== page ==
8. It’s really hard for me to read this, as our NICU trip is still very clear in my mind. We also had lots of issues with the breast milk thing, and baby was pushed formula AND a glucose drip the first two days… by then I had wrestled my way into expressing and trying to have him nurse at the breast.
    Hugs to you

  9. Wow, Julie, what an incredible story. I think it really speaks volumes as to how we imagine we will parent vs reality. And yet, so many moms would have given up and NOT tried to be ap parents. Thank you for sharing this. Way to go, mama!

  10. Rachel @ Lautaret Bohemiet permalink

    This post… your words… I have no words in return. I can barely see through my tears to type.

    You are strong, mama.

  11. I read your intro page yesterday in preparation for the Carnival. It is amazing how much your love for your daughter shows in all of your posts – especially when describing the challenges surrounding her birth.

  12. What a beautiful post of the love of a parent that knows no bounds. What a tribute to your daughter and a great testimony of your determination. Thank you for sharing this.
    I stopped by from the carnival, if you get a chance stop by and say hi. I am off to read your other posts as I see the previous comments.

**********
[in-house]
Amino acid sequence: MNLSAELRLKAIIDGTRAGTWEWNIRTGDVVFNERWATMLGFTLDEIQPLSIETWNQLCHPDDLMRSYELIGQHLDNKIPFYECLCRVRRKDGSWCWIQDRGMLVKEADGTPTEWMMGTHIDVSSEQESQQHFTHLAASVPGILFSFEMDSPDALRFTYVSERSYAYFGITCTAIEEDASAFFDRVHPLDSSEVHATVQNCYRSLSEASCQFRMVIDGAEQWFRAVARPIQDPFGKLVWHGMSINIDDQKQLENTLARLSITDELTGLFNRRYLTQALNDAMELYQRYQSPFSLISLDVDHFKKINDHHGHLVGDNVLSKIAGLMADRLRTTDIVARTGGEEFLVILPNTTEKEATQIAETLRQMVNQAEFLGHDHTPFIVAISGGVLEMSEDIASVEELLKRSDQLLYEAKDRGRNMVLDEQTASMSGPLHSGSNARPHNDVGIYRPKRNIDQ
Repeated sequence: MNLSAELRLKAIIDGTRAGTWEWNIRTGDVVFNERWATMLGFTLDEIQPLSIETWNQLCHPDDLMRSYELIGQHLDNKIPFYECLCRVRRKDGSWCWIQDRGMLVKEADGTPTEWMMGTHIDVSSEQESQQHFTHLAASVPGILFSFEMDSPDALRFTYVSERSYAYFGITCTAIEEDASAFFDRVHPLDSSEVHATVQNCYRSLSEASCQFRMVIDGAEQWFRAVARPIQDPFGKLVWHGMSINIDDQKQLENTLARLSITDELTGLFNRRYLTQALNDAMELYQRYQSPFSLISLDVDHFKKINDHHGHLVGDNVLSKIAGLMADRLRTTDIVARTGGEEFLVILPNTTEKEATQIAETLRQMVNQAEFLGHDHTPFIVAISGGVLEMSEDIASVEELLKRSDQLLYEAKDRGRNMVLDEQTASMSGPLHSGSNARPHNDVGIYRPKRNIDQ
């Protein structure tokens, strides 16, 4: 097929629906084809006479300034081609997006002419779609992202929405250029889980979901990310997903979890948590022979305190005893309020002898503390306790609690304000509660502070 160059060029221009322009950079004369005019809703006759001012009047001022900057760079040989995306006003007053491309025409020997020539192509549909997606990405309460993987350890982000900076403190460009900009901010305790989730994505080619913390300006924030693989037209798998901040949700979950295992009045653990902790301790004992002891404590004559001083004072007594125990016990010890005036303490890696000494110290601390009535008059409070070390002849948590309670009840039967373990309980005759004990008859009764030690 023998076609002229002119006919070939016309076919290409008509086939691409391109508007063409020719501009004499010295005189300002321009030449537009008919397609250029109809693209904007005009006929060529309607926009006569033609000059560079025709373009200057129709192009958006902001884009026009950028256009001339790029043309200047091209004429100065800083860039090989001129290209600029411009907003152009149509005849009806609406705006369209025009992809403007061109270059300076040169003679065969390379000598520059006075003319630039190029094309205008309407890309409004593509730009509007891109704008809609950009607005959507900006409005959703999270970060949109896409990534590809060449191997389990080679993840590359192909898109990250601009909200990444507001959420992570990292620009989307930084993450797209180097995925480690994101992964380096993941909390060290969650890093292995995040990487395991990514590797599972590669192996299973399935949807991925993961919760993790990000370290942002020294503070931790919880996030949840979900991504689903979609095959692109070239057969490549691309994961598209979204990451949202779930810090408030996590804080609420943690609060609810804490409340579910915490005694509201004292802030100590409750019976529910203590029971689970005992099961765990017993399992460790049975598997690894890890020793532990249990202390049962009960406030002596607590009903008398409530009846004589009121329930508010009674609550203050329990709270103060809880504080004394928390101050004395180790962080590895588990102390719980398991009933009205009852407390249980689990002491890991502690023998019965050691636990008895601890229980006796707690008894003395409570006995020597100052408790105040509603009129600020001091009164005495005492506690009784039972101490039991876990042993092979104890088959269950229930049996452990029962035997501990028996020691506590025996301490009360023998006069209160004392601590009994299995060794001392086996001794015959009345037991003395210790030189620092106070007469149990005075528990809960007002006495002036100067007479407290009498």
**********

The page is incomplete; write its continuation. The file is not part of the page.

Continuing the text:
13. She is beautiful. Your story made me cry, so overwhelming and so sad! You make a beautiful family, and your fight is so evident amongst the soft tone of your words. Thank you.

  14. Thanks again for your words, we love it. It is incredible how many many people and families share the same kinds of stories.

    Cloth nappies in the Neonatal intensive care unit???? Check this post (use the translator gadget on the right), Iara in the second photo.

    Love from Argentina.

  15. Lovely words! I struggled a bit reading this because it reminded me so much of our own NICU stay. We were fortunate enough to be in a hospital that catered to attachment parenting, but nonetheless it was still painful for us because it was so very unnatural and not at all what we’d hoped for. I’m inspired by your strength…and your fantastic writing!

  16. So beautifully written! It is so inspiring to me to read about how you were able to hold onto the ideals of your family even in these challenging circumstances. What strength!

  17. Thank you for sharing your story in this carnival, Julie. As I face the increasingly likely prospect of surgery for my infant son, your story gives me courage that I can indeed become, day by day, the mother whom he needs. Blessings to you and your family.

  18. Wow. Reading that story was very emotional for me. My son passed meconium in the waters which was apparent from the very start of my labour when my waters broke green. It was the least serious type and at the time I was annoyed that the midwifes wouldn’t let me go ahead with my homebirth. It is stories like this that make you realise how differently things could have gone and how amazing and patient the midwives were under the circumstances. Thank you so much for sharing your story. Your family is beautiful!